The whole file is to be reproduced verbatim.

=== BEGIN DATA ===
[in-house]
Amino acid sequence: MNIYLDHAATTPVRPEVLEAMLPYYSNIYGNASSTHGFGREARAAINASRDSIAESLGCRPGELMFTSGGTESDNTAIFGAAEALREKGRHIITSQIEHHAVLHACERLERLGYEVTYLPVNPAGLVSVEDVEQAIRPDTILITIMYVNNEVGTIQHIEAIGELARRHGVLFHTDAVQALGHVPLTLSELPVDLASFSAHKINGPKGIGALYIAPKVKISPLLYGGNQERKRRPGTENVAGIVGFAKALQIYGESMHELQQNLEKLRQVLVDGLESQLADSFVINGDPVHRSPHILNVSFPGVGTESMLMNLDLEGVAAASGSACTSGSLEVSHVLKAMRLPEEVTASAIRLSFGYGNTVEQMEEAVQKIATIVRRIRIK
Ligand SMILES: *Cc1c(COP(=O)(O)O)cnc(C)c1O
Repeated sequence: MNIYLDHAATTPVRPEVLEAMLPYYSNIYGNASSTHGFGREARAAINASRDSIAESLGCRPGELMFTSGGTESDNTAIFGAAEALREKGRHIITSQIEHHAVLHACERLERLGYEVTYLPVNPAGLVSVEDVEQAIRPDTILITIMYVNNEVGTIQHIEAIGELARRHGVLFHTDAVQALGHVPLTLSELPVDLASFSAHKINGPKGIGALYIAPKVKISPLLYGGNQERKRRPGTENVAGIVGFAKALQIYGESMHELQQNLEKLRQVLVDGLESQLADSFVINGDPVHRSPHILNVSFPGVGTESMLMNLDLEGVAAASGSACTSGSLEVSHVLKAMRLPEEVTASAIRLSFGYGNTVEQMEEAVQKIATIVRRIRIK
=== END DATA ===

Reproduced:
[in-house]
Amino acid sequence: MNIYLDHAATTPVRPEVLEAMLPYYSNIYGNASSTHGFGREARAAINASRDSIAESLGCRPGELMFTSGGTESDNTAIFGAAEALREKGRHIITSQIEHHAVLHACERLERLGYEVTYLPVNPAGLVSVEDVEQAIRPDTILITIMYVNNEVGTIQHIEAIGELARRHGVLFHTDAVQALGHVPLTLSELPVDLASFSAHKINGPKGIGALYIAPKVKISPLLYGGNQERKRRPGTENVAGIVGFAKALQIYGESMHELQQNLEKLRQVLVDGLESQLADSFVINGDPVHRSPHILNVSFPGVGTESMLMNLDLEGVAAASGSACTSGSLEVSHVLKAMRLPEEVTASAIRLSFGYGNTVEQMEEAVQKIATIVRRIRIK
Ligand SMILES: *Cc1c(COP(=O)(O)O)cnc(C)c1O
Repeated sequence: MNIYLDHAATTPVRPEVLEAMLPYYSNIYGNASSTHGFGREARAAINASRDSIAESLGCRPGELMFTSGGTESDNTAIFGAAEALREKGRHIITSQIEHHAVLHACERLERLGYEVTYLPVNPAGLVSVEDVEQAIRPDTILITIMYVNNEVGTIQHIEAIGELARRHGVLFHTDAVQALGHVPLTLSELPVDLASFSAHKINGPKGIGALYIAPKVKISPLLYGGNQERKRRPGTENVAGIVGFAKALQIYGESMHELQQNLEKLRQVLVDGLESQLADSFVINGDPVHRSPHILNVSFPGVGTESMLMNLDLEGVAAASGSACTSGSLEVSHVLKAMRLPEEVTASAIRLSFGYGNTVEQMEEAVQKIATIVRRIRIK